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Physician Advisors: Applying peer-pressure to stop the bleeding


Over the years, I’ve interviewed and attended countless presentations by hospital coders and clinical documentation improvement (CDI) specialists to study physician query workflow and its challenges. I’m always struck by the use of the Physician Advisor as the last resort, the big brother who steps-in to kick butt and get queries answered. They call it *leveraging a physician engagement strategy to maximize physician response.* It seems more like band-aiding a poor process.

Physician Advisors play an important role in CDI and coding. They serve as a clinical resource and educator to physicians on the importance of documentation. They are active in revenue cycle management and utilization review. They encourage physician buy-in, intervene when problems arise, and manage audits and denials.

Using Physician Advisors to chase-down colleagues for query responses wastes MD time and perpetuates the misconception that answering a query is done as a favor rather than an obligation. Then again, what choice do CDI and Coding Managers have? Physicians have limited time and incentive to answer documentation-related queries with no real skin in the hospital reimbursement game.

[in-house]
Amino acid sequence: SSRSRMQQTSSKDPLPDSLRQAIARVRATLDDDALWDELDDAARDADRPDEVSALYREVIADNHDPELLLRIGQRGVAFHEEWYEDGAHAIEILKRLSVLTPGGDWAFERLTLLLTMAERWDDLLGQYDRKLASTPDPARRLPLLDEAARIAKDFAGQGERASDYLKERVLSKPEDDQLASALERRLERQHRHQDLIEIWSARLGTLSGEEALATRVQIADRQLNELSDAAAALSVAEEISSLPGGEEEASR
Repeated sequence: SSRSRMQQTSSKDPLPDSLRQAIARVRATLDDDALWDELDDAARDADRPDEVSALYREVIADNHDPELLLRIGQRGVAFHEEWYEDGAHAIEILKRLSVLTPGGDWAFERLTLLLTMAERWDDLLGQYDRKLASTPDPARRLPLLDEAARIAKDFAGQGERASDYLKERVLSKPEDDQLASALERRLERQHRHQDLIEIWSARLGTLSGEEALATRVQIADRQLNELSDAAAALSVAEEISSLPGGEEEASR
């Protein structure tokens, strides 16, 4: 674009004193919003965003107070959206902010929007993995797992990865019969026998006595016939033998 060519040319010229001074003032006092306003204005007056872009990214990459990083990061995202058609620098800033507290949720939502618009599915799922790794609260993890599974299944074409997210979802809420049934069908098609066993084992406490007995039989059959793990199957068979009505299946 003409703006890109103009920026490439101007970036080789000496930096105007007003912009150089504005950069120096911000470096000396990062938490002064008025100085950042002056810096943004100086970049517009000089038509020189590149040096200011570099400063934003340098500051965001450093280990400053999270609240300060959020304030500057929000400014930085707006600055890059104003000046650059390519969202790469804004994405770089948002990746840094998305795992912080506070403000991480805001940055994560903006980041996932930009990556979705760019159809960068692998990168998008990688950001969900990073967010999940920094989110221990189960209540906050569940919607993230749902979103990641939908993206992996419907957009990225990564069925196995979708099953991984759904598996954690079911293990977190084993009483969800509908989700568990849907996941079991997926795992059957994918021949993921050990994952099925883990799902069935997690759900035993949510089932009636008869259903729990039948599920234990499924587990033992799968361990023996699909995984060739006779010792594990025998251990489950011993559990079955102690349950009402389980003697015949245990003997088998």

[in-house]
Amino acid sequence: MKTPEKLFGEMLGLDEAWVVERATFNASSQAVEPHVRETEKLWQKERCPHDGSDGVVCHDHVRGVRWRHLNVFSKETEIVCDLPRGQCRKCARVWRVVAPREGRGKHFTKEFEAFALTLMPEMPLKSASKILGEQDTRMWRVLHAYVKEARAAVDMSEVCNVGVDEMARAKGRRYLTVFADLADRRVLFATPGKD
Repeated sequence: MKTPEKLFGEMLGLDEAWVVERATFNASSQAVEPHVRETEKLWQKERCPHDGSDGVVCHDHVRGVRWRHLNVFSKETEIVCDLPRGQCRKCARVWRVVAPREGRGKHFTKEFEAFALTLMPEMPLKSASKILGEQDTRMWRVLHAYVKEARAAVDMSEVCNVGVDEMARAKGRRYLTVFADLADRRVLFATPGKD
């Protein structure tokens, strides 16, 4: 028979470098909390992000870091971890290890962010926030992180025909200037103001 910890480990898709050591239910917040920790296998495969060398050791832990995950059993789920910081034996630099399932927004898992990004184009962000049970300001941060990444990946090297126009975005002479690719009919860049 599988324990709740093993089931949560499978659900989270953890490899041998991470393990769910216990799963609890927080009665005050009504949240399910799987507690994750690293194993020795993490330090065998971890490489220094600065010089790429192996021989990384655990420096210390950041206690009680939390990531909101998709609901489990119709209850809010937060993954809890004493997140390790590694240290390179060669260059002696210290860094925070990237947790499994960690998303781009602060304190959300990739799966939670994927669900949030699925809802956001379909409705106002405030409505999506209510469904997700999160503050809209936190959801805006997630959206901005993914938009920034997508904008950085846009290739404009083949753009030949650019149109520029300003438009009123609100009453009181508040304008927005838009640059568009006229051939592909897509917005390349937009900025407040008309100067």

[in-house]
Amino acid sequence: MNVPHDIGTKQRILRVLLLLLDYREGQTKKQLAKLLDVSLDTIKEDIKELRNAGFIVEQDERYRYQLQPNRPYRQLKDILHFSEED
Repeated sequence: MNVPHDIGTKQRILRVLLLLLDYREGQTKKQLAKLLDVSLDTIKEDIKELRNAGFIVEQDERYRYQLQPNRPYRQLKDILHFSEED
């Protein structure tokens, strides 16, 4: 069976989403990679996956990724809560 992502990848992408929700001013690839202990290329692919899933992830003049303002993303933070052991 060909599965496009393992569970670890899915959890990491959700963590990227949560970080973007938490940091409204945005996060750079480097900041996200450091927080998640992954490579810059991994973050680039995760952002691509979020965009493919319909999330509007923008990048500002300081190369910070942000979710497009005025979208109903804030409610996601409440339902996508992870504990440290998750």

At a recent meeting, a Coder Manager described her query escalation process like this:

“Our coders are often two-weeks out after discharge, so the response rate to queries is not great. We escalate unanswered queries after seven days to our Physician Advisor. He sends an email to the doctor. Sometimes this works, and the Physician Advisor gets a response. If not, at least he knows who the bad guys are.”

Knowing “who the bad guys are” does not address inaccurate documentation or the loss of full reimbursement for a case. The root of the problem lies with the process.

Six Sigma and Lean Management techniques and tools have been around as long as the DRG. We know that successful process improvement requires decision-making based upon verifiable data. However, tracking physician query activity and its impact on quality and reimbursement remains largely a manual process notoriously difficult to measure.

Another Coder Manager once imparted, “Even one unanswered query is not acceptable.” Some hospitals employ extreme measures, such as tying physician bonuses to query responses or suspending physicians when queries go unanswered.

A better way to improve the physician query process – make it easier and faster for physicians to respond to queries and create clear visibility and accountability with all query activity tracked and transparent.